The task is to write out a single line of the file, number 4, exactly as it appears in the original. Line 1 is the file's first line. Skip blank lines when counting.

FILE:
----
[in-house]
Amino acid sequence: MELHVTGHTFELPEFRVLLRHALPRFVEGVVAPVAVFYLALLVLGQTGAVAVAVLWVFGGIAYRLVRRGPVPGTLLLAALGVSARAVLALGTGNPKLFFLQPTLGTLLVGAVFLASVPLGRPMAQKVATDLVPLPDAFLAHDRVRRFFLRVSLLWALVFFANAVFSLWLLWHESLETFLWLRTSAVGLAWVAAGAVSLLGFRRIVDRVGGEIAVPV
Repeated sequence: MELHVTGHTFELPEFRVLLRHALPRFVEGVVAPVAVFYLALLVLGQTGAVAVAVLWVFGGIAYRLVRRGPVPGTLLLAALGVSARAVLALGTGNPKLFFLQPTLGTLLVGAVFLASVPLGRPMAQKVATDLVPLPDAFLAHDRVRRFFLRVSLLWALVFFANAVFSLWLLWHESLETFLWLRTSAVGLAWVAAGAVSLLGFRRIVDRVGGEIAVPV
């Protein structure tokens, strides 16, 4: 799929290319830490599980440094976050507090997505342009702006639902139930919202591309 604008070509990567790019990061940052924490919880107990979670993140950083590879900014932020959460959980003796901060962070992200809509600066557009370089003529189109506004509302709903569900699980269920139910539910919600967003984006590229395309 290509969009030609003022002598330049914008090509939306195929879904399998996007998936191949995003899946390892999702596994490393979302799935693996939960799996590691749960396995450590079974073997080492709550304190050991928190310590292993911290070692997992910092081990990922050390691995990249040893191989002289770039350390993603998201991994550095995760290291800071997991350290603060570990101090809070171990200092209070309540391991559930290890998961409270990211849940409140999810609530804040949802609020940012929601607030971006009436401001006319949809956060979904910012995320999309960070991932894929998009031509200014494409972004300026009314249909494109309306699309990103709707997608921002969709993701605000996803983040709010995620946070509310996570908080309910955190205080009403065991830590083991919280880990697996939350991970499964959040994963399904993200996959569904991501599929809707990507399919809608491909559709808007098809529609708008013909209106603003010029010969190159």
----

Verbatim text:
């Protein structure tokens, strides 16, 4: 799929290319830490599980440094976050507090997505342009702006639902139930919202591309 604008070509990567790019990061940052924490919880107990979670993140950083590879900014932020959460959980003796901060962070992200809509600066557009370089003529189109506004509302709903569900699980269920139910539910919600967003984006590229395309 290509969009030609003022002598330049914008090509939306195929879904399998996007998936191949995003899946390892999702596994490393979302799935693996939960799996590691749960396995450590079974073997080492709550304190050991928190310590292993911290070692997992910092081990990922050390691995990249040893191989002289770039350390993603998201991994550095995760290291800071997991350290603060570990101090809070171990200092209070309540391991559930290890998961409270990211849940409140999810609530804040949802609020940012929601607030971006009436401001006319949809956060979904910012995320999309960070991932894929998009031509200014494409972004300026009314249909494109309306699309990103709707997608921002969709993701605000996803983040709010995620946070509310996570908080309910955190205080009403065991830590083991919280880990697996939350991970499964959040994963399904993200996959569904991501599929809707990507399919809608491909559709808007098809529609708008013909209106603003010029010969190159």